I felt like I should post the conversation I've been having with some of my friends as it touches the tip of an iceburg that I feel strongly about. This was my comment in response to a friend that feels embarrassed that she has committed to losing weight and really feels ready to do so.
"Some times we feel that we're "buying in" to something unsavory when we start taking care of our bodies, as if only our size matters and the fashion/beauty industry is right. Making a commitment to YOURSELF and about yourself is not the same thing in my opinion. That is not to say I don't understand the feeling and I have experienced it myself, just that taking steps towards achieving your idea of your best self has a lot of emotions tied in to it and it's not an easy ride. Honestly, I feel the biggest thing that helped me lose a good amount of weight twice is the internet (resources) and blogging (support). It really helps to have others cheering you on or offering practical advice because they've been there too."
And then my lovely, wonderful sister-in-law responded: "'Some times we feel that we're "buying in" to something unsavory when we start taking care of our bodies, as if only our size matters and the fashion/beauty industry is right.'
damn. it's like a light bulb just went off in my head! i have always, always, always felt guilty about losing weight. wow. that's really mind-blowing. i wonder if that's part of why i allow myself to so quickly sabotage my healthy efforts - if i'm not losing weight & getting fit, i'm not buying into the magazines and the conventional stereotypes of attractiveness and all those other things that make people feel bad about themselves to sell more products. (of course, i DO buy into them because i judge myself by them and feel that i'm falling short while simultaneously railing against those ideas.)
wow. i'm feeling rather foolish right now."
And finally I answered and got a bit more than a little emotional about it. "I think it's only natural to rebel against the idea that women should be smaller, quieter, less of a presence, easier to forget, hedging towards non existence. To me that is what a great % of people, at least in the good ol' USA strive towards witht he desire to be so small as to be able to wear children's clothing. Distorted bodies with childlike shape if you ignore the painfully stretched skin across their implants. Rail against that, please do and I will join you. For years I liked to say I ate anything that tasted good to me and that was my only requirement and you'll never see me ordering a salad in a restaurant, that's for THOSE girls, not someone real like me. I came to realize I wasn't doing myself any favors, the one flight of stairs to my apt left me with burning lungs, my thighs chafed in the summer until close to bleeding, my acid reflux was so bad I started wearing lacerations in my stomach...I could go on but even though I never made it past around a 14 or so what I was doing to my health was terrible. My idea of what is sexy and beautiful is actually pretty far from what a lot of folks think. Most of the actresses on teevee look sick to me, for awhile I couldn't even watch a few shows because of the visible chest bones, referred to as "the ladder" by hollywood. Lovely to have a nickname for it, eh?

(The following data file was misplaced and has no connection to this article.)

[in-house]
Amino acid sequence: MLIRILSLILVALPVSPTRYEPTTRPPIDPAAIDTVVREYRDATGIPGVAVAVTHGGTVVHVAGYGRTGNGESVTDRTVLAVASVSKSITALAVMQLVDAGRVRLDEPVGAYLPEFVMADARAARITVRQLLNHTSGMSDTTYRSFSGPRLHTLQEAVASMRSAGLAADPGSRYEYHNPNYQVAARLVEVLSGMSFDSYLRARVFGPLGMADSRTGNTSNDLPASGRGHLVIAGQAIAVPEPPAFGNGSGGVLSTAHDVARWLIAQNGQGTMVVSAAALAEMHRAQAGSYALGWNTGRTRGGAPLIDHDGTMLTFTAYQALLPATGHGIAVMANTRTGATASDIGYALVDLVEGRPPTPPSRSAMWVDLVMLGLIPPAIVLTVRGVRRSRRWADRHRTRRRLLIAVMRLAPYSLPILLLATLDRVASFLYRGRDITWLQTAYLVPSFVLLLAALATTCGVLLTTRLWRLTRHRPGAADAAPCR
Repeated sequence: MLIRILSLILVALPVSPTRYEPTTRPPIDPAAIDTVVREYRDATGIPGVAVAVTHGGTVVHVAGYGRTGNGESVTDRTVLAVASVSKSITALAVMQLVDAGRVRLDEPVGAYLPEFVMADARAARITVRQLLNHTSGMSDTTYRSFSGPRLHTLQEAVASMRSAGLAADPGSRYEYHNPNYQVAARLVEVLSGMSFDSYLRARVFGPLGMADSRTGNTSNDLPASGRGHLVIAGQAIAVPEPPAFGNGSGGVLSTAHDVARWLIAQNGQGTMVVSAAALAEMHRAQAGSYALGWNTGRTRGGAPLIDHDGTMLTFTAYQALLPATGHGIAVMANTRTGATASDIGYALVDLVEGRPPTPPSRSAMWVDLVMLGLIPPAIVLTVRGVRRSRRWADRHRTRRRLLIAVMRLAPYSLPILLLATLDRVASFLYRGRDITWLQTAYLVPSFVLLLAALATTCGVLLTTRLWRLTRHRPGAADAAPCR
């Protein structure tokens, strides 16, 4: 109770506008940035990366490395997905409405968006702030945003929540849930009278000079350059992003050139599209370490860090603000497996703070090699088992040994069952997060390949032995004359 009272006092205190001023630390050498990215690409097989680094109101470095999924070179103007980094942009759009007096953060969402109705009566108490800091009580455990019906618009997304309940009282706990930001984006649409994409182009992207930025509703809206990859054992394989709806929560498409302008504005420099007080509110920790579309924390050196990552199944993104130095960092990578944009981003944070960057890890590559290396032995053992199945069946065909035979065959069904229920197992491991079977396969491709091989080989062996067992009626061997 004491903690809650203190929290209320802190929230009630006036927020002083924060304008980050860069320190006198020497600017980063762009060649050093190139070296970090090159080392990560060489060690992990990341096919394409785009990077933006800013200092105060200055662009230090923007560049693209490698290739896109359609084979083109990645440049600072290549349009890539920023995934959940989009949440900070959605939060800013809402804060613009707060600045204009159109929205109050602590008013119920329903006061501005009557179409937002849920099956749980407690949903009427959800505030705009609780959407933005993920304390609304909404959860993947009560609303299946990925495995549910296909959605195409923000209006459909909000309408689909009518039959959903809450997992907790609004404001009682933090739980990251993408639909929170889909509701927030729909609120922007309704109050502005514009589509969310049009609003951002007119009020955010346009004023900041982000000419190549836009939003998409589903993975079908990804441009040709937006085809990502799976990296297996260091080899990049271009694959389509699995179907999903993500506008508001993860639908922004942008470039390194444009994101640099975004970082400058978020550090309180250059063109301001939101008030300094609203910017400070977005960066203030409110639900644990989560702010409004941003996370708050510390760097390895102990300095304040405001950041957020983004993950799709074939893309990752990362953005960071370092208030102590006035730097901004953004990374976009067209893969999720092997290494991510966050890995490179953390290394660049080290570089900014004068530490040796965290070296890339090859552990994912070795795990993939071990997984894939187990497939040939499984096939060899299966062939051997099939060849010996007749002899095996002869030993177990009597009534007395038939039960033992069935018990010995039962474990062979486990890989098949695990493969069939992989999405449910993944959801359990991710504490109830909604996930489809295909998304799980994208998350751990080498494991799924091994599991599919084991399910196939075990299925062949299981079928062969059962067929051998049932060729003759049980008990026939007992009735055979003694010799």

I'm trying hard to battle apologizing for myself all the time. My first tendency is to apologize for caring about what I eat or that I want to talk about yoga or riding my bike or just the fact that I talk a lot. I think women in general (sadly) feel the need to excuse ourselves to the world too often and it is my belief that the best thing we can do for ourselves is to stop being sorry."